There's a story that in 1969 director Pete Walker was running his latest film in a Soho screening room when producer Michael Klinger wandered in and asked him about the subject matter. Walker duly told him, to which Klinger then replied that he intended to make something similar 'but a lot better'. The Walker film was MAN OF VIOLENCE, released on the BFI flipside label in 2009. The Klinger film was GET CARTER and while it's been released on disc a number of times the BFI are about to release a lavish extras-packed two-disc version of what is inarguably one of the finest British films ever made.
You likely know the story. Gangster Jack Carter travels to Newcastle to investigate the death of his brother and in the process uncovers a sleazy, corrupt underworld that initially wants him back in London asap and eventually orders him dead. But he's a tough and mean and (almost, perhaps) as soulless as they are and he doesn't intend to stop until justice is done.
A great cast, a tight story, an original, ambitious and minimalist music score, terrific locations and powerhouse direction from Mike Hodges all combine to capture lightning in a bottle and create a film that somehow feels timeless despite its early 1970 trappings. Perhaps the most surprising thing about GET CARTER is how long it took for it to becomes the cult item that it now very much is.
The BFI's two disc set presents the film on disc one, either in UHD or on Blu-ray depending on which set you buy. The film comes with two commentary tracks, an archival one with Mike Hodges, Michael Caine and DP Wolfgang Suschitsky and a new one with Kim Newman and Barry Forshaw, who are ideally suited to contextualise the film both in terms of the cinema of the period and the paperback thriller genre the source material belonged to. The disc also comes with a new two and half minute introduction from Michael Caine.
Disc two kicks off with Mike Hodges in Conversation recorded this year at BFI Southbank. It's an hour long interview which covers his early career in documentaries and television work, getting to GET CARTER about halfway through. He also has stories to tell about THE TERMINAL MAN, FLASH GORDON, BLACK RAINBOW and CROUPIER and well done to the audience member at the end who asks him about his involvement with DAMIEN OMEN II.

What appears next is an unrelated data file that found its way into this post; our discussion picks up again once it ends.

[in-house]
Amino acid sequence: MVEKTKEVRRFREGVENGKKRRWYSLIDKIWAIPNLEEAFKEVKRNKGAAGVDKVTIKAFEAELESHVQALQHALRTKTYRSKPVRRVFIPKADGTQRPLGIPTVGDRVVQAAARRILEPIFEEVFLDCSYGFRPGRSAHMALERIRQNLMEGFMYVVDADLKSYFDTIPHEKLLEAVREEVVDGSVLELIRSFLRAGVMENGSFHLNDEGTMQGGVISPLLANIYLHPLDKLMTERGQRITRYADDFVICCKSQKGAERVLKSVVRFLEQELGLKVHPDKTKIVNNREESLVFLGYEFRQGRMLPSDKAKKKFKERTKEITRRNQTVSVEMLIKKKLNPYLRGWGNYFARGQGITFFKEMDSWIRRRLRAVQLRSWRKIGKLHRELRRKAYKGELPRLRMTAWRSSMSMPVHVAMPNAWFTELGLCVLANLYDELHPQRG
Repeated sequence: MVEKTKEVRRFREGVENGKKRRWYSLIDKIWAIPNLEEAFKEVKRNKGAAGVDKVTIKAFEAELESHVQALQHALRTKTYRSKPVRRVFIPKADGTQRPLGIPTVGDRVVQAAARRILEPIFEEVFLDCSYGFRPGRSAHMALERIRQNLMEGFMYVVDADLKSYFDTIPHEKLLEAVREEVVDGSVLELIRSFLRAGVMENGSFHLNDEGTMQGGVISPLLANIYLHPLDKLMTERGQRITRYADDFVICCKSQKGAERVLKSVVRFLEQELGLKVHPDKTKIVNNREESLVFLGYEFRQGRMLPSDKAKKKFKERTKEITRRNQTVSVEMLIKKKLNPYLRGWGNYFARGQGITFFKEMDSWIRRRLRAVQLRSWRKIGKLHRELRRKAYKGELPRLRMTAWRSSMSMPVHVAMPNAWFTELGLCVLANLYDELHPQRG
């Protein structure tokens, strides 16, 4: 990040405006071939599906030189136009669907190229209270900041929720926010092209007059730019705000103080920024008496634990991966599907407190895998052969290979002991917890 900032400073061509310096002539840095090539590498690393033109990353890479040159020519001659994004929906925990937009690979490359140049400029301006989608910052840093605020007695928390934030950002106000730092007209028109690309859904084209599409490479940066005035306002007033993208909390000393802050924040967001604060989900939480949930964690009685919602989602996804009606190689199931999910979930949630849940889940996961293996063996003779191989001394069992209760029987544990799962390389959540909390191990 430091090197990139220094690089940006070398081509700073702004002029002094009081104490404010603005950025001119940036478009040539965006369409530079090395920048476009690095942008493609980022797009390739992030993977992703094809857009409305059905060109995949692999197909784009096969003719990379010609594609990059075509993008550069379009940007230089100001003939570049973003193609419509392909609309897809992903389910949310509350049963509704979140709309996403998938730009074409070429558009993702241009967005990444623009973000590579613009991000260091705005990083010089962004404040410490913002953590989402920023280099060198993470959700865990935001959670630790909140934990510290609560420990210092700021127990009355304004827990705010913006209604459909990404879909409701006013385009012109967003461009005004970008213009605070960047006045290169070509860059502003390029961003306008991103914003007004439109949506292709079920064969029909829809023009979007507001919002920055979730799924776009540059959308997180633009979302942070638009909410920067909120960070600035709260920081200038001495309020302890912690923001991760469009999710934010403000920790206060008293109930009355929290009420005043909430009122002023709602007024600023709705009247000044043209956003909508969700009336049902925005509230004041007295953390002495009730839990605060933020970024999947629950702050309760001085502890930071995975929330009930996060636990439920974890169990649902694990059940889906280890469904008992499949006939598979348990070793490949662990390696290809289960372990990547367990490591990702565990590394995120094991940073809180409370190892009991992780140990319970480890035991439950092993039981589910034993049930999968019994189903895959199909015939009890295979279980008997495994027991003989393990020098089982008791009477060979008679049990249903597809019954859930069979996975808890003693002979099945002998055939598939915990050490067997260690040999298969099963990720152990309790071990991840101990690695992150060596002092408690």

Klinger on Klinger is son Tony talking about producer father Michael for 24 minutes, covering his father's creation of the Compton cinema, his partnership with Tony Tenser, and his international film career after the two split. Don't Trust Boys is twenty one minutes with actress Petra Markham (Doreen in the film) discussing her career. Jonny Trunk, the man responsible for so many soundtrack collectors now owing the likes of PSYCHOMANIA through his Trunk Records label, discusses the life and career of composer Roy Budd and talks about the score ("Tablas for up North? And yet it works"). We also get Roy Budd himself playing the theme on three different keyboards (including the electric harpsichord).
Archival pieces include a location report from the BBC's Look North programme from 1971 presented by Michael Rodd, and The Ship Hotel Tyne Main which is a 33 minute black and white documentary about a pub on the Tyne. Finally there are trailers, and Mike Hodges' screenplay - all 91 pages of it.
As I mentioned above, the BFI are releasing GET CARTER in two versions - UHD disc and Blu-ray or two Blu-rays. Both editions come with an 80 page book, a double-sided poster and four postcards, all housed in a rigid slipcase. Here's what it all looks like:
Mike Hodges' GET CARTER is out from the BFI in a limited edition two disc set - UHD with Blu-ray extras 10 000 copies, Blu-ray film and extras 5000 copies - on Monday 1st August 2022